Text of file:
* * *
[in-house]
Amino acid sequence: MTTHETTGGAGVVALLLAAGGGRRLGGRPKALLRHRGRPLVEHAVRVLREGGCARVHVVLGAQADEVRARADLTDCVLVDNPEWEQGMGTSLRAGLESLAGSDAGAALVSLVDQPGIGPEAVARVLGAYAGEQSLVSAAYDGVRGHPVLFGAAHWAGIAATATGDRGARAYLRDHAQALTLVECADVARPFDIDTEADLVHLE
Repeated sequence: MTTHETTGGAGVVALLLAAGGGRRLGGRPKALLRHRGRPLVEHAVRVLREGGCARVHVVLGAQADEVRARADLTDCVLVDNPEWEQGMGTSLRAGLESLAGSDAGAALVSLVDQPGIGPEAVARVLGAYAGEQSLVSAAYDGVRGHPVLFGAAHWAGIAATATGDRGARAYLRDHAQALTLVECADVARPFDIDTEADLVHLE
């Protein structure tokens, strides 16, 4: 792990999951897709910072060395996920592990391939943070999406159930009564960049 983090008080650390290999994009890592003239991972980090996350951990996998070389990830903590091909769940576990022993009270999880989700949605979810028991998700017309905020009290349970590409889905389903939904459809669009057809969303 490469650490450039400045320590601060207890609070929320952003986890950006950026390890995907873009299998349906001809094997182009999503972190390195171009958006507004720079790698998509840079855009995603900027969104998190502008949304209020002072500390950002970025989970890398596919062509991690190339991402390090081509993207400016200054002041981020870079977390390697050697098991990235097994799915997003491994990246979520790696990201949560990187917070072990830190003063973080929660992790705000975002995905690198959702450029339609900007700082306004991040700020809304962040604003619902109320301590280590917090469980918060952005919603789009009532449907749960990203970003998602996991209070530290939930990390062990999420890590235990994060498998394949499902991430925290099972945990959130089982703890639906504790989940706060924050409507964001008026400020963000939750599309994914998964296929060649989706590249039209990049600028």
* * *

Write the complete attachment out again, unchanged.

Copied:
[in-house]
Amino acid sequence: MTTHETTGGAGVVALLLAAGGGRRLGGRPKALLRHRGRPLVEHAVRVLREGGCARVHVVLGAQADEVRARADLTDCVLVDNPEWEQGMGTSLRAGLESLAGSDAGAALVSLVDQPGIGPEAVARVLGAYAGEQSLVSAAYDGVRGHPVLFGAAHWAGIAATATGDRGARAYLRDHAQALTLVECADVARPFDIDTEADLVHLE
Repeated sequence: MTTHETTGGAGVVALLLAAGGGRRLGGRPKALLRHRGRPLVEHAVRVLREGGCARVHVVLGAQADEVRARADLTDCVLVDNPEWEQGMGTSLRAGLESLAGSDAGAALVSLVDQPGIGPEAVARVLGAYAGEQSLVSAAYDGVRGHPVLFGAAHWAGIAATATGDRGARAYLRDHAQALTLVECADVARPFDIDTEADLVHLE
């Protein structure tokens, strides 16, 4: 792990999951897709910072060395996920592990391939943070999406159930009564960049 983090008080650390290999994009890592003239991972980090996350951990996998070389990830903590091909769940576990022993009270999880989700949605979810028991998700017309905020009290349970590409889905389903939904459809669009057809969303 490469650490450039400045320590601060207890609070929320952003986890950006950026390890995907873009299998349906001809094997182009999503972190390195171009958006507004720079790698998509840079855009995603900027969104998190502008949304209020002072500390950002970025989970890398596919062509991690190339991402390090081509993207400016200054002041981020870079977390390697050697098991990235097994799915997003491994990246979520790696990201949560990187917070072990830190003063973080929660992790705000975002995905690198959702450029339609900007700082306004991040700020809304962040604003619902109320301590280590917090469980918060952005919603789009009532449907749960990203970003998602996991209070530290939930990390062990999420890590235990994060498998394949499902991430925290099972945990959130089982703890639906504790989940706060924050409507964001008026400020963000939750599309994914998964296929060649989706590249039209990049600028």